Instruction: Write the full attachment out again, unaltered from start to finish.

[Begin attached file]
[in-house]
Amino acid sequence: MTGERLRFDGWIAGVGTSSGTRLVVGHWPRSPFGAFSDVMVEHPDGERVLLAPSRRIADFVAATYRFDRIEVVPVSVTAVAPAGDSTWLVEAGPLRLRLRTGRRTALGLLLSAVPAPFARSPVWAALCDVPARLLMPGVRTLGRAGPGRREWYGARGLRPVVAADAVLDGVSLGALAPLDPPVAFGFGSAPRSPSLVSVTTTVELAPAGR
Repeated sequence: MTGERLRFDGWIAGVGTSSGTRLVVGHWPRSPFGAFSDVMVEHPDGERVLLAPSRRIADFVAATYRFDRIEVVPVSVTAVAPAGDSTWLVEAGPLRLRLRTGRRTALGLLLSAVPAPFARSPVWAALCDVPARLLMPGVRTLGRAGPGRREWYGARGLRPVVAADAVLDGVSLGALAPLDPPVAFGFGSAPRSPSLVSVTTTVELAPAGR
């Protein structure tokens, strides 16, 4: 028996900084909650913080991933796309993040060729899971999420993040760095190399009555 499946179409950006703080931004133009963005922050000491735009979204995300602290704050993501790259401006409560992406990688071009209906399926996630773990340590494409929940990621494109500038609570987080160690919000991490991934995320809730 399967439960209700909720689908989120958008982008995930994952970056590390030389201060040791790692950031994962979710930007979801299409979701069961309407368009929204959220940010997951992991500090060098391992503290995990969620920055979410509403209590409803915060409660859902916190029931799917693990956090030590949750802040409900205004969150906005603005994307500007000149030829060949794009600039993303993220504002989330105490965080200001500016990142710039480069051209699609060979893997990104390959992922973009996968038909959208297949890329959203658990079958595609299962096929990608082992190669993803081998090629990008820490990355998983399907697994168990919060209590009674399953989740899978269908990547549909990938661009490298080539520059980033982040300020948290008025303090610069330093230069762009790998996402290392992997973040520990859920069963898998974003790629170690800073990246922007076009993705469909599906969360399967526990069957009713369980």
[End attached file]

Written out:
[in-house]
Amino acid sequence: MTGERLRFDGWIAGVGTSSGTRLVVGHWPRSPFGAFSDVMVEHPDGERVLLAPSRRIADFVAATYRFDRIEVVPVSVTAVAPAGDSTWLVEAGPLRLRLRTGRRTALGLLLSAVPAPFARSPVWAALCDVPARLLMPGVRTLGRAGPGRREWYGARGLRPVVAADAVLDGVSLGALAPLDPPVAFGFGSAPRSPSLVSVTTTVELAPAGR
Repeated sequence: MTGERLRFDGWIAGVGTSSGTRLVVGHWPRSPFGAFSDVMVEHPDGERVLLAPSRRIADFVAATYRFDRIEVVPVSVTAVAPAGDSTWLVEAGPLRLRLRTGRRTALGLLLSAVPAPFARSPVWAALCDVPARLLMPGVRTLGRAGPGRREWYGARGLRPVVAADAVLDGVSLGALAPLDPPVAFGFGSAPRSPSLVSVTTTVELAPAGR
């Protein structure tokens, strides 16, 4: 028996900084909650913080991933796309993040060729899971999420993040760095190399009555 499946179409950006703080931004133009963005922050000491735009979204995300602290704050993501790259401006409560992406990688071009209906399926996630773990340590494409929940990621494109500038609570987080160690919000991490991934995320809730 399967439960209700909720689908989120958008982008995930994952970056590390030389201060040791790692950031994962979710930007979801299409979701069961309407368009929204959220940010997951992991500090060098391992503290995990969620920055979410509403209590409803915060409660859902916190029931799917693990956090030590949750802040409900205004969150906005603005994307500007000149030829060949794009600039993303993220504002989330105490965080200001500016990142710039480069051209699609060979893997990104390959992922973009996968038909959208297949890329959203658990079958595609299962096929990608082992190669993803081998090629990008820490990355998983399907697994168990919060209590009674399953989740899978269908990547549909990938661009490298080539520059980033982040300020948290008025303090610069330093230069762009790998996402290392992997973040520990859920069963898998974003790629170690800073990246922007076009993705469909599906969360399967526990069957009713369980």